Hat tip to Joe Marino for spotting this. The following was published yesterday, March 22, 2019, in Archaeometry, a Wiley publication. If you don’t have institutional access you can have access for 48 hours for $7.00, print-restricted online access for $16.50 or full PDF rights for $42.00.
Link: Radiocarbon Dating of the Turin Shroud: New Evidence from Raw Data © Oxford University 2019
Abstract: In 1988, three laboratories performed a radiocarbon analysis of the Turin Shroud. The results, which were centralized by the British Museum and published in Nature in 1989, provided ‘conclusive evidence’ of the medieval origin of the artefact. However, the raw data were never released by the institutions. In 2017, in response to a legal request, all raw data kept by the British Museum were made accessible. A statistical analysis of the Nature article and the raw data strongly suggests that homogeneity is lacking in the data and that the procedure should be reconsidered.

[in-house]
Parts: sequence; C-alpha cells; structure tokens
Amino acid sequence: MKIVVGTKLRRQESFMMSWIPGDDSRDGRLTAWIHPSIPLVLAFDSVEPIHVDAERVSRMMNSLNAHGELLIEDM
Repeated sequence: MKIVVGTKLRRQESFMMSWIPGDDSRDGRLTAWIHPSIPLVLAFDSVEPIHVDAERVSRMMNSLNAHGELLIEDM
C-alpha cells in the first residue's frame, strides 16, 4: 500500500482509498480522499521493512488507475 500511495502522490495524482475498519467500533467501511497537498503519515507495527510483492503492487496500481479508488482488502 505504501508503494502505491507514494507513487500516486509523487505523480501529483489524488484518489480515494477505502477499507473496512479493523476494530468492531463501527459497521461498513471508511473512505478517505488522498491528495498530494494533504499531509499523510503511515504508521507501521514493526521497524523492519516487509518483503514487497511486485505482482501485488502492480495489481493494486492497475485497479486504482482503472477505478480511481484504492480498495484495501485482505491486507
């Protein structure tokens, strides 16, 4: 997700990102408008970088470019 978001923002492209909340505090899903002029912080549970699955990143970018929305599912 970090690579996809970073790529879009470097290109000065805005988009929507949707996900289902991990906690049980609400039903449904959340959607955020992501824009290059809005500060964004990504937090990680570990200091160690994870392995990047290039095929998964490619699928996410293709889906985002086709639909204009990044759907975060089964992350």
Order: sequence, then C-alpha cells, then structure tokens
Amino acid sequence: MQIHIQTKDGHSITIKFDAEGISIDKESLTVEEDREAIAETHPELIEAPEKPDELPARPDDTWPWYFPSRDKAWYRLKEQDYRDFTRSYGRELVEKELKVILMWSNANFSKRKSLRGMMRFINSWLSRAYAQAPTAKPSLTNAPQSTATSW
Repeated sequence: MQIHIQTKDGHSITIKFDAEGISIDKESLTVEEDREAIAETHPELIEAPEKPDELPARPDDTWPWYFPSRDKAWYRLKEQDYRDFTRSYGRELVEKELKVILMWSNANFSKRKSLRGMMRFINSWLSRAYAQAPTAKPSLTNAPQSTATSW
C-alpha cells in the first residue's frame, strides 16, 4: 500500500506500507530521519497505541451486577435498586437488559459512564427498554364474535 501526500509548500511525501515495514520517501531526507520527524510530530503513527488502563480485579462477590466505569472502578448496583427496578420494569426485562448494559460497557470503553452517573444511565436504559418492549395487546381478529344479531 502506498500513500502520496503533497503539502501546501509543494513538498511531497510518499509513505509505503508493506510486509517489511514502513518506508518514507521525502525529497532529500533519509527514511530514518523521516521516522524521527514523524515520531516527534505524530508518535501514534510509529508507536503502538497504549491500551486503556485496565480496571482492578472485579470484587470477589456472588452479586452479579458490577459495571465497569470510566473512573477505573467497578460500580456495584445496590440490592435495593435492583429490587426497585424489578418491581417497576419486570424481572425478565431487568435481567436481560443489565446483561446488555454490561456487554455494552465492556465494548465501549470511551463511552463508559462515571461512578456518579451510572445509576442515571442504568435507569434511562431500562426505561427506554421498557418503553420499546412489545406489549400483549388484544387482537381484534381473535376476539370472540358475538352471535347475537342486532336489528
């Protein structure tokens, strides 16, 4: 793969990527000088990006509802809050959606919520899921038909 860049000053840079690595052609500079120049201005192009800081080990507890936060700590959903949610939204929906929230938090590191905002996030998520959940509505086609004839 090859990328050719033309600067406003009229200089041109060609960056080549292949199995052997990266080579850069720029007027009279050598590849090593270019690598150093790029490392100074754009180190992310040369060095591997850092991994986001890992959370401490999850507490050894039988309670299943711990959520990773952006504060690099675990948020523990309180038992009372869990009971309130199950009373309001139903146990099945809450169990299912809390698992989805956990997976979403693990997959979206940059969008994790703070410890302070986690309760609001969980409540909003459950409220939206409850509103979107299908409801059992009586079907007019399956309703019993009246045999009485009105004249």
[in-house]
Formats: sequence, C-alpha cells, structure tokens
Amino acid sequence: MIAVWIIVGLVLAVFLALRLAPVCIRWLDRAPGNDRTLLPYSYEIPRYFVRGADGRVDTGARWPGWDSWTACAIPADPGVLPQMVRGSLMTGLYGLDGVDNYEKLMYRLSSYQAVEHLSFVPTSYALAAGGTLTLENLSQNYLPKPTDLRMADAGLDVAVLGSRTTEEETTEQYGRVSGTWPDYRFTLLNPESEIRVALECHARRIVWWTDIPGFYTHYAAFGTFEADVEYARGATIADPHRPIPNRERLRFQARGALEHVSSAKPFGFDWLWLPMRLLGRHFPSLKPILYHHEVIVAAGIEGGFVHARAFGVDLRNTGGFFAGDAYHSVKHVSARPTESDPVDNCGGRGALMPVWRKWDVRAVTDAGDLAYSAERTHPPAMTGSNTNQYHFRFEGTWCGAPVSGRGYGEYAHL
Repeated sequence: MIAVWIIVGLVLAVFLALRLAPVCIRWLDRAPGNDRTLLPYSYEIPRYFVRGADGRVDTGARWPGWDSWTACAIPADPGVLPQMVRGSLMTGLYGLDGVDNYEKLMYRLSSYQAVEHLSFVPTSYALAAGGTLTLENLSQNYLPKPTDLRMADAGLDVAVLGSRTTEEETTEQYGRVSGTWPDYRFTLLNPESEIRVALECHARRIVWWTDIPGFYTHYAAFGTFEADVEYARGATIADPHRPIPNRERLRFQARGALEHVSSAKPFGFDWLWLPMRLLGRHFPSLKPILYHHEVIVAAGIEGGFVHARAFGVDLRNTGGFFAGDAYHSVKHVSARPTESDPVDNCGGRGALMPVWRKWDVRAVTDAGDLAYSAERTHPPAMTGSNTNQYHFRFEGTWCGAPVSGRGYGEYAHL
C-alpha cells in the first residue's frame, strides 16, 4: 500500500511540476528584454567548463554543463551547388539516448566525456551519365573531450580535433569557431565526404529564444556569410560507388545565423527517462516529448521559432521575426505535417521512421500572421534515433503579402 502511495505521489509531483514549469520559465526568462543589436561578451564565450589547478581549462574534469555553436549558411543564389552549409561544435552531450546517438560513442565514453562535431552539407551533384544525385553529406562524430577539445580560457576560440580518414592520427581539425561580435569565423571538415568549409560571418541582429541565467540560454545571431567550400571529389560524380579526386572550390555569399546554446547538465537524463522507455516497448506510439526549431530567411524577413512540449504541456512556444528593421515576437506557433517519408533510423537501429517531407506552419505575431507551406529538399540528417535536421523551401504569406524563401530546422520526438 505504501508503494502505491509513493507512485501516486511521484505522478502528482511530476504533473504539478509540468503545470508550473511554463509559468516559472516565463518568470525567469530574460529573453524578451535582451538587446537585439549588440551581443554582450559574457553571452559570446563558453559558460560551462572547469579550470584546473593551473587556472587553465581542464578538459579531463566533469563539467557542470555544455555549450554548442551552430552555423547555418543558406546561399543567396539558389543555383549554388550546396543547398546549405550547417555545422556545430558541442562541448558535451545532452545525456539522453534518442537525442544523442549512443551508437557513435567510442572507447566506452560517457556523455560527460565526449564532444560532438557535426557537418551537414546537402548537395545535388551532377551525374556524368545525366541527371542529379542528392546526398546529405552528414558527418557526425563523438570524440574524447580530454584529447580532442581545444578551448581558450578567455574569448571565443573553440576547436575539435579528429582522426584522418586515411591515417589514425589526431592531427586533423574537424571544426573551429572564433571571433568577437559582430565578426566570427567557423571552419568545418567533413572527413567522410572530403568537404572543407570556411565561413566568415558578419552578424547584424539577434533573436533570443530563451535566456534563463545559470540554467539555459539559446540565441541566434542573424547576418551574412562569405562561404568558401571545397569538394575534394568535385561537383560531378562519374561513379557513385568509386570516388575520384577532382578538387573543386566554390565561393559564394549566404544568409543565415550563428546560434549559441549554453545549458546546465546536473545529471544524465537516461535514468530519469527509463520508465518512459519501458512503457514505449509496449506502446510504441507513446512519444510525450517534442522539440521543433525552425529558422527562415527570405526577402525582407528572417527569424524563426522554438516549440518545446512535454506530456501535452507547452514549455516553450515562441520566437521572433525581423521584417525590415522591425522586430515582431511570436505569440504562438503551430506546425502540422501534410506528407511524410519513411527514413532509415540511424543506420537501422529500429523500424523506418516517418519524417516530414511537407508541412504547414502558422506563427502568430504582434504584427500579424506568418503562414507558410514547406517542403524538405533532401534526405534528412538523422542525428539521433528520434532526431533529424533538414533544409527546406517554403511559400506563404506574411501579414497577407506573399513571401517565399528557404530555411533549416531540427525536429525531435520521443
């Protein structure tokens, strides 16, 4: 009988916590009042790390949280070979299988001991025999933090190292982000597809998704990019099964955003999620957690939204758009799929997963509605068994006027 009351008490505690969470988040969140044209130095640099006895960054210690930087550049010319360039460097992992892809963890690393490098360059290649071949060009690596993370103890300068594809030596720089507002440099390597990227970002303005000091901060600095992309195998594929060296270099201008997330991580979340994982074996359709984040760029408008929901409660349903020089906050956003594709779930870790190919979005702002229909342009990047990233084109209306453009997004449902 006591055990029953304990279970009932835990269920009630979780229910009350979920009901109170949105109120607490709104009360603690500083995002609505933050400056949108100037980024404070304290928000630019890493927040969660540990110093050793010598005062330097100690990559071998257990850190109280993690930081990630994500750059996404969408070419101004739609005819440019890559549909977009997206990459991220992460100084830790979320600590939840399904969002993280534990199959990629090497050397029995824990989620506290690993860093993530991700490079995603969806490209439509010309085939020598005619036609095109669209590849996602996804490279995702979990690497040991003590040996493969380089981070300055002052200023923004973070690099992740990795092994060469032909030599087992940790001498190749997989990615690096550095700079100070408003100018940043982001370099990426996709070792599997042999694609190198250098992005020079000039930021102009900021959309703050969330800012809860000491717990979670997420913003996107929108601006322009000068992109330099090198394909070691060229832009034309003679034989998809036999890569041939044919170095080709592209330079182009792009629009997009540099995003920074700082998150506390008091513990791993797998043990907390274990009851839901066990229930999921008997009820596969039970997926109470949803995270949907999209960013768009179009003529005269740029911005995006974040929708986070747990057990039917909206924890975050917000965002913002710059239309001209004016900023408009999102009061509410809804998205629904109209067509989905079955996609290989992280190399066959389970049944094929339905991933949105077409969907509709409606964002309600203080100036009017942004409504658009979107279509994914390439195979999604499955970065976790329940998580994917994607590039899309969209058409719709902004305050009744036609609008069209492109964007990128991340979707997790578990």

Authors: T. CASABIANCA† Ajaccio 20000, France E. MARINELLI Collegamento pro Sindone, Rome, Italy G. PERNAGALLO Department of Economics and Business, University of Catania, Corso Italia 55, 95129 Catania CT, Italy and B. TORRISI Department of Economics and Business, University of Catania, Corso Italia 55, 95129 Catania CT, Italy
Fair Use Quote: A telling tidbit from page 6 of 9:
The same rationale applies to the intra-laboratory differences. We also computed the Ward and Wilson test for the raw radiocarbon dates of Arizona, and in both cases (raw 1 and raw 2), the null hypothesis was rejected. Using OxCal for Arizona Raw 2, the overall agreement index (34.6%) is below the threshold (with 12.8% for A3 and 43.0% for A6), whereas for Arizona Raw 1 the overall agreement index is lower (21.4%). Based on these results, a relevant problem emerges in the consistency between the Arizona raw radiocarbon dates and the published results from the other laboratories.
Ah, something that makes sense published in a real scientific journal.